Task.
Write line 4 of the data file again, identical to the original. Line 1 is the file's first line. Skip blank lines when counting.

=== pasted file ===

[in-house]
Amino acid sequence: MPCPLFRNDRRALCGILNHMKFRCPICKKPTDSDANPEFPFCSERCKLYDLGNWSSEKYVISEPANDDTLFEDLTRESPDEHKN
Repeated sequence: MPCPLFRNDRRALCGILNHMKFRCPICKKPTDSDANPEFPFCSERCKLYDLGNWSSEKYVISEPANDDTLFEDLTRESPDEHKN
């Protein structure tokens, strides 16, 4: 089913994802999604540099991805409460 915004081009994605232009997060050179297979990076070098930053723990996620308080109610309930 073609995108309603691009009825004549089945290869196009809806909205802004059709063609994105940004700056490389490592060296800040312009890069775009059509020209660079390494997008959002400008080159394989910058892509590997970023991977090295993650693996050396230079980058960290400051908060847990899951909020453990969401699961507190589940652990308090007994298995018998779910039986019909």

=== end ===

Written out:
């Protein structure tokens, strides 16, 4: 089913994802999604540099991805409460 915004081009994605232009997060050179297979990076070098930053723990996620308080109610309930 073609995108309603691009009825004549089945290869196009809806909205802004059709063609994105940004700056490389490592060296800040312009890069775009059509020209660079390494997008959002400008080159394989910058892509590997970023991977090295993650693996050396230079980058960290400051908060847990899951909020453990969401699961507190589940652990308090007994298995018998779910039986019909």